Winters in Minnesota are pretty darn cold. I grew up in Georgia and Florida, and when I moved to the Minneapolis/St. Paul area in 1990, I was pretty shocked by the frigid temps. I often wondered how people function in that kind of weather. I’ve acclimated over the years, and only yesterday was all but dancing naked in the balmy 15┬░ F temperature. But hey, I’m always looking for new ways to stay warm, especially when the winter months hit.
Cats are the ultimate heat seekers. And they’re totally shameless about where they snag it. They don’t care how ridiculous they look as long as they’re cozy. I thought since my cats seem to be masters in the ways of heat seeking, I’d observe and try some of their methods. Here are my results.
We have this fabulous vent that just happens to blast warm air onto the rug below the kitchen sink. Phoebe is a total vent hog and rarely lets anyone else occupy this space. Although she looked mildly confused, she allowed me a few moments in front of her beloved vent. I notice she likes to press her paws to the vent, and occasionally flatten her entire body against it, stealing all the kitchen heat from everyone else in the immediate area. I decided to try both poses.
My body is larger, so when I stretched out, I was only able to warm a few inches of my body — not as awesome as I expected. My hands and feet definitely get cold faster than other parts of my body, so I had high hopes for the “paws against the vent” method. This felt cozy, but my lack of flexibility made the position less than comfortable. Warm “paws” aren’t worth back spasms. Also, I need to start doing yoga again.
My cats constantly want to curl up in my lap or stretch themselves across my body. I love this! Humans must emit a boat load of warmth, and I wanted to see for myself.
Turns out most people don’t quite enjoy other people lying on top of them, trying to steal warmth. Also turns out, it’s really not all that comfortable.
Ah, what’s cozier than a fresh load of warm laundry? My cats have total laundry radar and zone in on any basket of laundry that’s just emerged from the dryer.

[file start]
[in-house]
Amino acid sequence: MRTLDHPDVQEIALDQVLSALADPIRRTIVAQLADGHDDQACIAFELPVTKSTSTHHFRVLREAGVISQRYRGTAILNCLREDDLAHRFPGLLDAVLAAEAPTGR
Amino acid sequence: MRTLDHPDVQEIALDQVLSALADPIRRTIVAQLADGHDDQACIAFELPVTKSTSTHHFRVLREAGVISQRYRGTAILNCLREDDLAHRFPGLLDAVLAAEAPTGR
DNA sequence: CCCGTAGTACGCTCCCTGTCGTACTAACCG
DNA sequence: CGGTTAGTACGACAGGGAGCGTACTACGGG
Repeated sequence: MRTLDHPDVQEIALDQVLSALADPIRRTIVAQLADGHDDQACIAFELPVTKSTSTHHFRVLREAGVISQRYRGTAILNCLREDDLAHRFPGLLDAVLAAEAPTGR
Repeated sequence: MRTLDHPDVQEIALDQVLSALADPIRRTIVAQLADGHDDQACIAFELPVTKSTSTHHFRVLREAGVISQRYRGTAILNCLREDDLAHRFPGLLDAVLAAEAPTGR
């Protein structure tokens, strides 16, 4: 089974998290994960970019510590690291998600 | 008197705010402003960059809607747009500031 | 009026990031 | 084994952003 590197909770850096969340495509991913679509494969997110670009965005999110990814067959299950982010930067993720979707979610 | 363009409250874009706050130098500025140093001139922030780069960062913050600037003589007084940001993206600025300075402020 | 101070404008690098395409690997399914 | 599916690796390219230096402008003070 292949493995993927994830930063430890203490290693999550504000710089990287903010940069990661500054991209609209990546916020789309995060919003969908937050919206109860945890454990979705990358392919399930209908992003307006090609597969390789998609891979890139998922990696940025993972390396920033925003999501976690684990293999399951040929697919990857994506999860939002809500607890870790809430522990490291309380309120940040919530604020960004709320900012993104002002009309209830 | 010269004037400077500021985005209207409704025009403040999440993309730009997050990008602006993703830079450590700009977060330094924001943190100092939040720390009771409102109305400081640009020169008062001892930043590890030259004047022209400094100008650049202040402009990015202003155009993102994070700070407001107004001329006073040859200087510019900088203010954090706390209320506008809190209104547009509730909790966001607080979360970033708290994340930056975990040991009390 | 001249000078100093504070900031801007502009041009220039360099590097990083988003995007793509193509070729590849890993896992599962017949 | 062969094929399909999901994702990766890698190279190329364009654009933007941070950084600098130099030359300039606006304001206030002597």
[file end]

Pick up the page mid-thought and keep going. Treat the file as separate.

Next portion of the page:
I was pretty excited to try this one. I lay on top of the laundry and even burrowed a little bit, which isn’t all that easy to do. Plus, watching a grown woman burrow into a pile of laundry isn’t all that attractive … unless there’s some sort of fetish out there. Hey, totally possible!
I have the most wonderful soft green blanket. I keep it on the sofa at all times, and no matter the time of year, drape it over my body when I’m watching TV or reading. My cats are also fans of this blanket, but enjoy digging their way underneath it until they’re completely covered. I decided I needed to try that — maybe the green blanket contained even more magic than I’d originally thought.
Here’s the trouble: You see, I’m more than a little claustrophobic and was overcome with a surprise mini-panic-attack when I totally covered myself. Sure, it was really warm, but also full of panic. A fair trade off? Not so much.
My cats are not usually keen on snuggling together, but occasionally Cosmo and Phoebe curl up and feed off each other’s fuzzy warmth. I’m no stranger to a cat in my lap, so I know they provide plenty of heat, but I wanted more. I wanted the “cat-on-cat” cuddle experience.
I have to say this method was a true winner. Although I had to switch positions until I found one that didn’t kill my back, it was well worth it.
In what ways do your cats teach you to stay warm? Tell us in the comments!
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About the Author: Angie Bailey is an eternal optimist with an adoration of all things silly. Loves pre-adolescent boy humor, puns, making up parody songs, thinking about cats doing people things and The Smiths. Writes Catladyland, a cat humor blog, Texts from Mittens (birthed right here on Catster) and authored whiskerslist: the kitty classifieds, a silly book about cats wheeling and dealing online. Partner in a production company and writes and acts in comedy web series that features sketches and mockumentaries. Mother to two humans and three cats, all of which want her to make them food.